Time Zone Localizations

Paul Eggert eggert at CS.UCLA.EDU
Sat Jun 12 02:09:06 UTC 2004

"Mark Davis" <mark.davis at jtcsv.com> writes:

>> Arctic/Longyearbyen // or Atlantic/Jan_Mayen, don't care which

I'd suggest Longyearbyen over Jan Mayen, as its population
is much larger.

> 3. And if the database had unique TZIDs corresponding to the 'missing' ISO
> country codes BV, HM

I think someone else has already addressed this issue, but those
"countries" are uninhabited.  The TZ database attempts to record the
clock values that people actually use, so if there are no people then
the local time is undefined.

More generally: as the number of people (at a location) shrinks, the
question "what is the local time?" becomes more and more arbitrary.
In some Antarctic locations it seems that the answer really and truly
depends on who you're talking to.  When the number of people equals
zero, the value is undefined, so it doesn't make sense to put it into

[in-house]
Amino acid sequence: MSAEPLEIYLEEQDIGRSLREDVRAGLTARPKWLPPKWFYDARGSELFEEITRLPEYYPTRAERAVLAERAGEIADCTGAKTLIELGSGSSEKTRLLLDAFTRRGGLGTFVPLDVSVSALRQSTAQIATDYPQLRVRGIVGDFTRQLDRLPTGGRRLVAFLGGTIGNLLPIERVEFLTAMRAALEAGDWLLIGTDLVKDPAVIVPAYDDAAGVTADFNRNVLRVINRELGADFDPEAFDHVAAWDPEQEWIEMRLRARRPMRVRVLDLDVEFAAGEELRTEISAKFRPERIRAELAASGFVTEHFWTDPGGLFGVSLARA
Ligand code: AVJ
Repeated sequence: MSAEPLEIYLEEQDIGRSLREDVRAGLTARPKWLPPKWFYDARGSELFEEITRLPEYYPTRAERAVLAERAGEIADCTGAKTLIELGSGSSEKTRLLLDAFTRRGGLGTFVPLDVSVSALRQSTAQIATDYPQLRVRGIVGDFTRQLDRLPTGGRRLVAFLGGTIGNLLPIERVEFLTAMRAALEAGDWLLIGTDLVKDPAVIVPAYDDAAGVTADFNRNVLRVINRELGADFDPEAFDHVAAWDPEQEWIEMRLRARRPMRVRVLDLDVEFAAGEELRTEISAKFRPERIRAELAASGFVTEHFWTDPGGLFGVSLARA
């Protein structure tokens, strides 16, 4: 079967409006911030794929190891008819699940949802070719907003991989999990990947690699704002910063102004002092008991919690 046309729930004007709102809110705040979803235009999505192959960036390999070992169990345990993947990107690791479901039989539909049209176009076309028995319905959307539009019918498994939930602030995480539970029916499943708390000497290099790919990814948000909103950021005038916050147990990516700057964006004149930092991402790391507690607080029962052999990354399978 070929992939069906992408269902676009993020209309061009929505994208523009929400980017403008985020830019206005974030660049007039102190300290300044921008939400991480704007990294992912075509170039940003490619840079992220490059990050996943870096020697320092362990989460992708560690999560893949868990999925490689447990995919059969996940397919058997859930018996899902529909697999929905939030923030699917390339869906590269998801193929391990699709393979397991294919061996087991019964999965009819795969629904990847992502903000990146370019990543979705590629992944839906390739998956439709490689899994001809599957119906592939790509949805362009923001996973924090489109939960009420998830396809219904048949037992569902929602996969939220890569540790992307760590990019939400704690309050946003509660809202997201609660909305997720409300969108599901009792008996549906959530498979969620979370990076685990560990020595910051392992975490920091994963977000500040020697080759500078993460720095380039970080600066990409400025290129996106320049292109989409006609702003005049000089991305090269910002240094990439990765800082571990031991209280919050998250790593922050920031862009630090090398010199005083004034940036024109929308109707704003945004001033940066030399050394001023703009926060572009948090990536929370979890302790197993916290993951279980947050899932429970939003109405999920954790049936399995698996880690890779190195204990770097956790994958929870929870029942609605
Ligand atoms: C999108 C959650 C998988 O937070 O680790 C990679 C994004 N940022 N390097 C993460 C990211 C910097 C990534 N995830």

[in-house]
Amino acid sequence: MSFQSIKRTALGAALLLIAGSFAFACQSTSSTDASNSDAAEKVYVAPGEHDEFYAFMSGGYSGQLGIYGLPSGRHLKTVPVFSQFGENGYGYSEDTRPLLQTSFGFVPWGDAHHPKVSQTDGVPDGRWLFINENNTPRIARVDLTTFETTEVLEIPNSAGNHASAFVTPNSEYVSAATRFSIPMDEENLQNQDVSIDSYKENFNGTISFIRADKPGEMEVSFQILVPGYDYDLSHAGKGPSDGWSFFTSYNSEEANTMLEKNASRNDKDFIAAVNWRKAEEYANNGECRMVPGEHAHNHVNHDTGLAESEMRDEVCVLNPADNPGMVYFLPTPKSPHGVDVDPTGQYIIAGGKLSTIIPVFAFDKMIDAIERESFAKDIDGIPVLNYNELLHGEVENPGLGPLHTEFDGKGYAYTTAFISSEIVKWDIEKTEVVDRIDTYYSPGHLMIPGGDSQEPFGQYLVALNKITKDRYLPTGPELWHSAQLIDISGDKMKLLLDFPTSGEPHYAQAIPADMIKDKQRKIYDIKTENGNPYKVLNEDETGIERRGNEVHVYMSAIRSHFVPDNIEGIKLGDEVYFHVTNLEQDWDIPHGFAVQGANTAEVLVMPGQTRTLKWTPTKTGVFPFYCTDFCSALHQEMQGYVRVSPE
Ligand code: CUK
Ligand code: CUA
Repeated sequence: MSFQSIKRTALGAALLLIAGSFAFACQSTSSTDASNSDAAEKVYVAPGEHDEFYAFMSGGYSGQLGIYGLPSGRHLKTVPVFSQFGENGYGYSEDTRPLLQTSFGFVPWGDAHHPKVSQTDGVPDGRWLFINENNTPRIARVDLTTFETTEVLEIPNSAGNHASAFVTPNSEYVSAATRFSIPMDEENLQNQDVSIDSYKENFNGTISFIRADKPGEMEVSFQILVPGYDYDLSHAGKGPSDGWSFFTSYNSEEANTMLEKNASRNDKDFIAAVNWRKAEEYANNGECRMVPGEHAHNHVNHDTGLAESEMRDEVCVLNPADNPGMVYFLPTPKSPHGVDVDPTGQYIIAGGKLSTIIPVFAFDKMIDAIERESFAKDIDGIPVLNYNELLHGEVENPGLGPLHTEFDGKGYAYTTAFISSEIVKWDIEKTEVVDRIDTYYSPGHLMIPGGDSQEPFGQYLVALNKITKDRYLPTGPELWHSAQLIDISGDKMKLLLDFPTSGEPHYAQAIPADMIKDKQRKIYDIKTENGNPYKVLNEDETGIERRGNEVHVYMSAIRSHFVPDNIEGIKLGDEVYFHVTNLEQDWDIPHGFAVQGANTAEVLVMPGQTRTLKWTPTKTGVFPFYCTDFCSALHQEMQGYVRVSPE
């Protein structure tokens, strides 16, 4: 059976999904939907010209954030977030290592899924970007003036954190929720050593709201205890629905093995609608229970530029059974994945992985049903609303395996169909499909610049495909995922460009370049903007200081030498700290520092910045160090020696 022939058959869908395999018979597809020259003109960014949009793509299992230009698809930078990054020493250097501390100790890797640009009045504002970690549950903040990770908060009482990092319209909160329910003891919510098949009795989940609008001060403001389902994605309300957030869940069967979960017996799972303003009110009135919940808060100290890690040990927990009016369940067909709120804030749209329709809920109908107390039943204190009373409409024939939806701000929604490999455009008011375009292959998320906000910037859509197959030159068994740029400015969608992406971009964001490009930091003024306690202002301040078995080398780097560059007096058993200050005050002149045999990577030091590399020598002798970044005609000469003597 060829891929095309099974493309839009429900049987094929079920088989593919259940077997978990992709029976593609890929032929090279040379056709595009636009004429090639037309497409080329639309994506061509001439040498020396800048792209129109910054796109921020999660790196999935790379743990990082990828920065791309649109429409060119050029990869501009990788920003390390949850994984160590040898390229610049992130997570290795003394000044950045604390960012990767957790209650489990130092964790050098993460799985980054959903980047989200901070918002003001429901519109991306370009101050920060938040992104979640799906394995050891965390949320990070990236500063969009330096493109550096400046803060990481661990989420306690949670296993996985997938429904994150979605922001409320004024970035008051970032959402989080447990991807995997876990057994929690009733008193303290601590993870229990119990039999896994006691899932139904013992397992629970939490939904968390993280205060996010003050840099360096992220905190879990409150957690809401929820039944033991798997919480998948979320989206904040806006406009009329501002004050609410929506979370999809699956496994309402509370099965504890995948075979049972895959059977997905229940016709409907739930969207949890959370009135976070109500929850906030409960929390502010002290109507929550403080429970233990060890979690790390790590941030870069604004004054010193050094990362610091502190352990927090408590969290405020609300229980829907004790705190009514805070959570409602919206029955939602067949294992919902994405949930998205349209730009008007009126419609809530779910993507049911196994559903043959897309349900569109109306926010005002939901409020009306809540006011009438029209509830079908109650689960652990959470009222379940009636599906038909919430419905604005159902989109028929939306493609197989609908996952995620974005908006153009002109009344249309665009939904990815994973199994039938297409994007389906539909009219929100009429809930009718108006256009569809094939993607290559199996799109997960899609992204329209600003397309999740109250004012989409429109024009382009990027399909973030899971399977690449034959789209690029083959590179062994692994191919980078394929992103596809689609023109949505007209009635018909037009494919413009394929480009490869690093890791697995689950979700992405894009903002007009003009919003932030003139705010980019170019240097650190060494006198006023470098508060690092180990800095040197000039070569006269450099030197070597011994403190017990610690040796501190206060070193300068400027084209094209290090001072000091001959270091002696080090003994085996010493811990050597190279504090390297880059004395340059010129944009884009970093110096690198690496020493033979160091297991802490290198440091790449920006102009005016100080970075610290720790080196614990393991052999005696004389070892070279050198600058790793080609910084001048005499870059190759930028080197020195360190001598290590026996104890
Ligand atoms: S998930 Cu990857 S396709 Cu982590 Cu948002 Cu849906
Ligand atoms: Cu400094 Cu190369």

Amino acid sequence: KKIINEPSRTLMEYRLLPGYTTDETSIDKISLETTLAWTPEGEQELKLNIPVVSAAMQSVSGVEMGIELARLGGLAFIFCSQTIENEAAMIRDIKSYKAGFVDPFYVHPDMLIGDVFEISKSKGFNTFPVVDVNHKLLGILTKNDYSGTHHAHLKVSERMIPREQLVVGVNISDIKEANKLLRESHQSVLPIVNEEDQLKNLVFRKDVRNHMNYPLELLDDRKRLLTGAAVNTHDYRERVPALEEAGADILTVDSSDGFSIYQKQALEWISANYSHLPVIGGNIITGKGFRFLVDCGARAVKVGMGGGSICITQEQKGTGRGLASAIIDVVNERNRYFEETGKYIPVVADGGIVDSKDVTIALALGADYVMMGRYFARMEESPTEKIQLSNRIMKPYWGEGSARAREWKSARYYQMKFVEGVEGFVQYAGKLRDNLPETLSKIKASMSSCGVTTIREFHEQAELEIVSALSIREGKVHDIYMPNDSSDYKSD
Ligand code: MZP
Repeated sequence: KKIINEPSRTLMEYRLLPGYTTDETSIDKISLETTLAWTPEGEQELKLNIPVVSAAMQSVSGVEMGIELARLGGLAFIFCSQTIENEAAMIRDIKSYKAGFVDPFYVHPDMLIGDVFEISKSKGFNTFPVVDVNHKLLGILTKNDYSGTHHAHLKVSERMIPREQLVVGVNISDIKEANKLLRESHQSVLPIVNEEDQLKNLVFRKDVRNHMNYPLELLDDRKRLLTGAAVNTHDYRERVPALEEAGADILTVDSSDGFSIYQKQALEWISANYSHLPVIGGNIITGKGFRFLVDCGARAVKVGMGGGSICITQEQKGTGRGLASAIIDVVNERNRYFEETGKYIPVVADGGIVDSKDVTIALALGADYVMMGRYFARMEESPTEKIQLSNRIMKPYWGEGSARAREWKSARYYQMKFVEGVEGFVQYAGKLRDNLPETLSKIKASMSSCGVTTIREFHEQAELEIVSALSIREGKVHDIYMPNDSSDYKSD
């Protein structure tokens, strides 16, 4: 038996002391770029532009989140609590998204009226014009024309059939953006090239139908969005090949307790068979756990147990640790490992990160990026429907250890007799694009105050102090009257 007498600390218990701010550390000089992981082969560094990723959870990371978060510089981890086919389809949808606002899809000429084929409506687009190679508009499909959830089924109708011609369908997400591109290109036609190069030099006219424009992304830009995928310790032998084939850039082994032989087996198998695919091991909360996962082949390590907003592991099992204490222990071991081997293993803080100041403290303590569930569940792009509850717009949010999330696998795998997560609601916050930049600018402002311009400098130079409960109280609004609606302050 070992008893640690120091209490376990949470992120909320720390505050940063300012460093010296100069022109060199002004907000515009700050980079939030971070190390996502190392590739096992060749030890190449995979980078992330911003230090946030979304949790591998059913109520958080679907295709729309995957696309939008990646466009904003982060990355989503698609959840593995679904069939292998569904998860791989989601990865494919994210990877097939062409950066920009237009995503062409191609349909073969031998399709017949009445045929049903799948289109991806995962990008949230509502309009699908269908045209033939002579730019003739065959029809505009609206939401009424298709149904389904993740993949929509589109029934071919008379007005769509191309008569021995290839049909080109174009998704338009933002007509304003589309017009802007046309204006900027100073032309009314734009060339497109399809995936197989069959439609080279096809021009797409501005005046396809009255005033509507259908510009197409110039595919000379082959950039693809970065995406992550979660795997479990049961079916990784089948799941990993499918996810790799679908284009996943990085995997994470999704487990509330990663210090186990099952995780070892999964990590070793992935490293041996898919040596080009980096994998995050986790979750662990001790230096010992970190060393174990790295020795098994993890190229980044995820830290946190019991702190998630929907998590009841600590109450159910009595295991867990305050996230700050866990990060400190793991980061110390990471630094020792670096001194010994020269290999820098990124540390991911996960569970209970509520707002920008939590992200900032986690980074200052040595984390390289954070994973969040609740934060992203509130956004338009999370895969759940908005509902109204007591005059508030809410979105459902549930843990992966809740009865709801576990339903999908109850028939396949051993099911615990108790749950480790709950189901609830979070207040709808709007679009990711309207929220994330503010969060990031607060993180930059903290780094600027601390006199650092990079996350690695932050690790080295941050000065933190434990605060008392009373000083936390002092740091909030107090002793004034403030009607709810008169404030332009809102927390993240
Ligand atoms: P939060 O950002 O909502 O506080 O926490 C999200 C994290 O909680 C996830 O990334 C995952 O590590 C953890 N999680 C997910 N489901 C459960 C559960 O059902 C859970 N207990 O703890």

the database.

To give another instance of this problem: the uninhabited island of
Clipperton is officially in the PF country code, but it doesn't
correspond to any of the TZIDs for PF (Pacific/Tahiti,
Pacific/Marquesas, Pacific/Gambier).  If Clipperton ever becomes
inhabited, it'd undoubtedly have a UTC offset that differed from those
three entries (and quite possibly it would no longer belong to PF).

>From the TZ database point of view, Clipperton is just like Bouvet:
it's a small patch of land without any inhabitants, so it doesn't get
an entry, even though it would deserve one if it were inhabited.

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